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The Real Year 2000 Crisis

by Michael Maynard,
President, Azimuth Partners, Inc.
Minneapolis, MN, July 9, 1998

For the past three and a half years, I've done a lot of
consulting on the Year 2000 issue with both vendors and users of information
technologies. I find this issue more intriguing than most that I usually deal
with because of the societal impact and implications, not because of the
technological challenges or breakthroughs. This issue sparked a need in
me to go back and look at both the history of the computer industry and of
society in general. The more research I've done, the more it has caused me to
stop and reflect. It appears that Santyana was right: Those who do not remember
the past are doomed to repeat it.

The following lines were written in anticipation of the coming of the
Millennium -- the transition from year 999 to 1000: "... as love waxed cold
and iniquity abounded among mankind, perilous times were at hand for men's
souls. For by many assertions of the ancient fathers we are warned that, as
covetousness stalks abroad, the religious Rules or Orders of the past have
caught decay and corruption from that which should have raised them to growth
and progress.... From this (covetousness) also proceed the constant tumult of
quarrels at law, and frequent scandals arise, and the even tenor of the
different Orders is rent by their transgressions. What then can we think but
that the whole human race, root and branch, is sliding willingly down again
into the gulf of primeval chaos?" (Excerpted from Ralph Glaber, Miracles
de Saint-Benoit

One thousand years later, many of us approach the Second Millennium with the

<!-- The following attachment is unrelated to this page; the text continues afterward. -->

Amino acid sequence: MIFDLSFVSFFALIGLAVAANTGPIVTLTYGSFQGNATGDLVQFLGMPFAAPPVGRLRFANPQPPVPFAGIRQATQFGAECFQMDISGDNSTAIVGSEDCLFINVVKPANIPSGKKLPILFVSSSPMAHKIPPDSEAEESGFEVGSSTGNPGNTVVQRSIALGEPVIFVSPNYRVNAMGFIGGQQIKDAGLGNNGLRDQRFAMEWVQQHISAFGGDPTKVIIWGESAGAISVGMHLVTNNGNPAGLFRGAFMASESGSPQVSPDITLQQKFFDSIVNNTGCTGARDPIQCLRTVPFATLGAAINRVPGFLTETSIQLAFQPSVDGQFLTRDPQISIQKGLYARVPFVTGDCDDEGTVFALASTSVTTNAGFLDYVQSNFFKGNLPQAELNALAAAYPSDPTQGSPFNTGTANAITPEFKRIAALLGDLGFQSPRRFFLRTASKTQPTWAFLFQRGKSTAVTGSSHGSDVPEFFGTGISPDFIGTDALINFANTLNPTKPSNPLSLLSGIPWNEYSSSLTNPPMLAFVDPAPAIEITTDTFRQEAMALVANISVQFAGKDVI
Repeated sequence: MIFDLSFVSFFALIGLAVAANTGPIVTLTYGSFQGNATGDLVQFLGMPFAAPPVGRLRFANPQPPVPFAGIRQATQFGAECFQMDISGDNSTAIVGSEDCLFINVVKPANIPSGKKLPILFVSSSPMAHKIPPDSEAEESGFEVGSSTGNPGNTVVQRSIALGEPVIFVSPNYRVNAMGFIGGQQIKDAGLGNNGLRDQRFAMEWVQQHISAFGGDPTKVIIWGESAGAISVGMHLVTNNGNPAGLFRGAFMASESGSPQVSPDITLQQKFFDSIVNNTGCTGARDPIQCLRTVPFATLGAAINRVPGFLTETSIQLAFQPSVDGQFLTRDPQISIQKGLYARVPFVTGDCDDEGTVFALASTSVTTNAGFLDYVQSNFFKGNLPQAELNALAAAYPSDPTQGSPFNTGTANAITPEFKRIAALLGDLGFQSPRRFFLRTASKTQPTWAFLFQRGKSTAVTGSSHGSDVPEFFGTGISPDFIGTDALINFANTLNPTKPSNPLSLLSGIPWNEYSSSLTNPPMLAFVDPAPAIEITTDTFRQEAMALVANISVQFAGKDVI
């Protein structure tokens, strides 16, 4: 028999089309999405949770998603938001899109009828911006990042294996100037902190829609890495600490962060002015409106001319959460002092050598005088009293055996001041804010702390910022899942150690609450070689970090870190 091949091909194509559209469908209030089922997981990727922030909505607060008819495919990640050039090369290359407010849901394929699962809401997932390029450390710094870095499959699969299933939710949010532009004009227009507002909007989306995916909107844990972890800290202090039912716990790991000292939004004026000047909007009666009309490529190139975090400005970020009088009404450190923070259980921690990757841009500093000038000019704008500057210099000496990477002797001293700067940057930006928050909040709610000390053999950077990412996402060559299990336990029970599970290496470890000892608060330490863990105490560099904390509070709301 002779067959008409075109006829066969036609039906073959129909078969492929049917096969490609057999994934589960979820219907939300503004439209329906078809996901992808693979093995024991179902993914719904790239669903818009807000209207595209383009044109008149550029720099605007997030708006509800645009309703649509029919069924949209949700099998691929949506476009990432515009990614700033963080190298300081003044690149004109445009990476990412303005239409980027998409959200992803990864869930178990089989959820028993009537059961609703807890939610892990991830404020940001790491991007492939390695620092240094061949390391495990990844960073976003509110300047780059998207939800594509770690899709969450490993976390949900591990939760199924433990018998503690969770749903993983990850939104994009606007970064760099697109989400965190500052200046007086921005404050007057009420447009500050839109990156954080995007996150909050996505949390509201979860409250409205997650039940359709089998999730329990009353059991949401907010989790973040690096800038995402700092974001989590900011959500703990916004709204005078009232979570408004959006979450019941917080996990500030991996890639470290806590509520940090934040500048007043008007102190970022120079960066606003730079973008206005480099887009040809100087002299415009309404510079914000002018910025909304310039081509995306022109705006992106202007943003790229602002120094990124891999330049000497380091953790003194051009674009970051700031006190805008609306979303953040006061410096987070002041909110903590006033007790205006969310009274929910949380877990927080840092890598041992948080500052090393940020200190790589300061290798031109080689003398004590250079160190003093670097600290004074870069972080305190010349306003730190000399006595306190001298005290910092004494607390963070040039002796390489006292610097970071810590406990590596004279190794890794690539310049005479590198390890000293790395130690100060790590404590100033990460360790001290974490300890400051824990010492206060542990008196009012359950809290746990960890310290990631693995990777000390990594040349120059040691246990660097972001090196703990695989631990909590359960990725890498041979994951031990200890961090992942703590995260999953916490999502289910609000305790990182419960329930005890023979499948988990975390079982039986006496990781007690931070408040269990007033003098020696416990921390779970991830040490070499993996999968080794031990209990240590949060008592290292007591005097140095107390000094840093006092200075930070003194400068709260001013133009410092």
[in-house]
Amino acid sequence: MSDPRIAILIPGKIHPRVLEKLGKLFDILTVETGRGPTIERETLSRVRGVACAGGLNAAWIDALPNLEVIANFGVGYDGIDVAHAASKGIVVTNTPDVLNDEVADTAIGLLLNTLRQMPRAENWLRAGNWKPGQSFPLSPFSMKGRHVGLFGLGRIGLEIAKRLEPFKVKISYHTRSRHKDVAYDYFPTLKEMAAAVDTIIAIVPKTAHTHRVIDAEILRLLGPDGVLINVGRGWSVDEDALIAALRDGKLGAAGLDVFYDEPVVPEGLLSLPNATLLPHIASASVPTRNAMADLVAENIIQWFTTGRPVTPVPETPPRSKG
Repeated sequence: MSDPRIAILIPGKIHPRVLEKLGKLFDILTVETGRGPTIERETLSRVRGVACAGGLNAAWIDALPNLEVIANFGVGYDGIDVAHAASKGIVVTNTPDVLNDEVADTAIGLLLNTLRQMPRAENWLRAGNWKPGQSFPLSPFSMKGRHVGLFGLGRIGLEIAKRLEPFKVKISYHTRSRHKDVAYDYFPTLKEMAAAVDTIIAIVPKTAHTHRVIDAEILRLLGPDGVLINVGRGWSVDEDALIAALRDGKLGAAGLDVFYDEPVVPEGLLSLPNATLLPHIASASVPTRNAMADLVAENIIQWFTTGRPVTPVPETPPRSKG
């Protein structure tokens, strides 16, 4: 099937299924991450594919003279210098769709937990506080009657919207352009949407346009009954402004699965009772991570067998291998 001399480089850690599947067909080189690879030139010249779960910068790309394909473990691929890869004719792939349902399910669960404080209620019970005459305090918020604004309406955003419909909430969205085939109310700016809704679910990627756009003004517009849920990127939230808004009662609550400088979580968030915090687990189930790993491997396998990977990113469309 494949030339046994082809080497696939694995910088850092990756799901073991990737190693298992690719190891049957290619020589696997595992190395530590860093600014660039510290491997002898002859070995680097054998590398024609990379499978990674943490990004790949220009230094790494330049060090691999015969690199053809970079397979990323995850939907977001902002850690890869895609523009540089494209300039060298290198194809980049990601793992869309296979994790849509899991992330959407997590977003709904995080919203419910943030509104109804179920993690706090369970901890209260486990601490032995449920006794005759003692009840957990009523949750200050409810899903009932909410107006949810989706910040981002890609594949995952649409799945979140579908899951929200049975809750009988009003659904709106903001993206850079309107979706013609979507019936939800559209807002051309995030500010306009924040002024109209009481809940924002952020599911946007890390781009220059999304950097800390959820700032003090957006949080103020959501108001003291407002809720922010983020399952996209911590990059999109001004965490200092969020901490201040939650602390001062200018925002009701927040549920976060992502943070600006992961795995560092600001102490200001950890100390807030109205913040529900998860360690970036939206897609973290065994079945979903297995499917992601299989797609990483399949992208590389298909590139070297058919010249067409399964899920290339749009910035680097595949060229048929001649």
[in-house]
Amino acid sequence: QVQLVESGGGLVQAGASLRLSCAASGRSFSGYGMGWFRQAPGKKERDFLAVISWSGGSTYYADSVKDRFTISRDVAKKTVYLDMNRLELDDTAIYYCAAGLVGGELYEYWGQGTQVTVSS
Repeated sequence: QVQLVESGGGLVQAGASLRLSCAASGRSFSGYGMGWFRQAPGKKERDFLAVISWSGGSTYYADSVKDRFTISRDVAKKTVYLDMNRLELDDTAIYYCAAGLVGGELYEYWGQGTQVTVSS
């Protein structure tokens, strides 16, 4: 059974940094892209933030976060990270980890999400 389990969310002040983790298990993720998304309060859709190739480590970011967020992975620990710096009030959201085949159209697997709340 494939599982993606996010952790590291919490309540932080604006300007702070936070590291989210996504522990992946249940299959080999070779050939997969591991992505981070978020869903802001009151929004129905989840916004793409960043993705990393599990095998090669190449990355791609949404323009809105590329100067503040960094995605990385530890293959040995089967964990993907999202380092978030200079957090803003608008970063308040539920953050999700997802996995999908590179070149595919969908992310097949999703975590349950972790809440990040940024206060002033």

same dread and confusion. We're terrified that our cars won't start, traffic
lights won't signal, bank machines won't dispense money, the power will be off
and our homes will be cold, the phones, fax, pagers, and cell phones will go
haywire, and computers will miscalculate the data accumulated about our

The only real difference between 999 and 1999 is the source of our fear.

It didn't have to be this way. In all the research on computer hardware
vendors I've done, the two vendors who have had no reports on Year 2000
problems are two dinosaurs, Digital Equipment Corp. [DEC] and Apple Computer.
Whatever the faults of the founders and subsequent professional managers of
these companies have been, both companies were built upon the same
concept: Computers can change the world for the better.

But have they really?

While productivity gains from computers are demonstrated in numerous
business cases, I often wonder just how conclusive these studies really are. Do
they include the time corporate flunkies spend generating non-productive CYA
memos? Do they include the now easily created presentations, corporate
newsletters, and spreadsheets generated with no content or useful purpose other
than to keep the creators busy?

PCs have made it easier to enter business and compete. But have they also
helped lower the quality threshold? A venture capitalist friend of mine told
me that the worst thing to happen to his industry was the invention of the PC
and the corresponding word processing and spreadsheet software applications.
He said that it was now too easy for would-be entrepreneurs to write business
plans. He believed that only the really committed entrepreneur would
write a business plan without the availability of those authoring tools.

Ken Olsen, the legendary founder of DEC, once asked why anyone would want a
computer in their home. Sure, I'm using a PC to write this article now, but if
I had to, I could use a typewriter. There are those who say it would be better
for me to use a typewriter because it would keep me from typing up my various
rants so quickly. But what do we really use computers for that we couldn't
easily do manually or with other devices? Keep our calendars? Send letters to
others? Create a catalogue of recipes? Balance our checkbooks? (Well, maybe
balance our checkbooks!)

The real crisis of the Year 2000 issues is that it has distracted our
attention from asking the questions about why we've let technology
pervade our lives.

Technology has given us incredible access to information. But is having more
information available making us more knowledgeable or sophisticated about the
real world around us? Is getting that information faster overwhelming the
editorial standards needed to verify the accuracy of that information? Or is
slander and malice more acceptable because it's being disseminated more
quickly and frequently?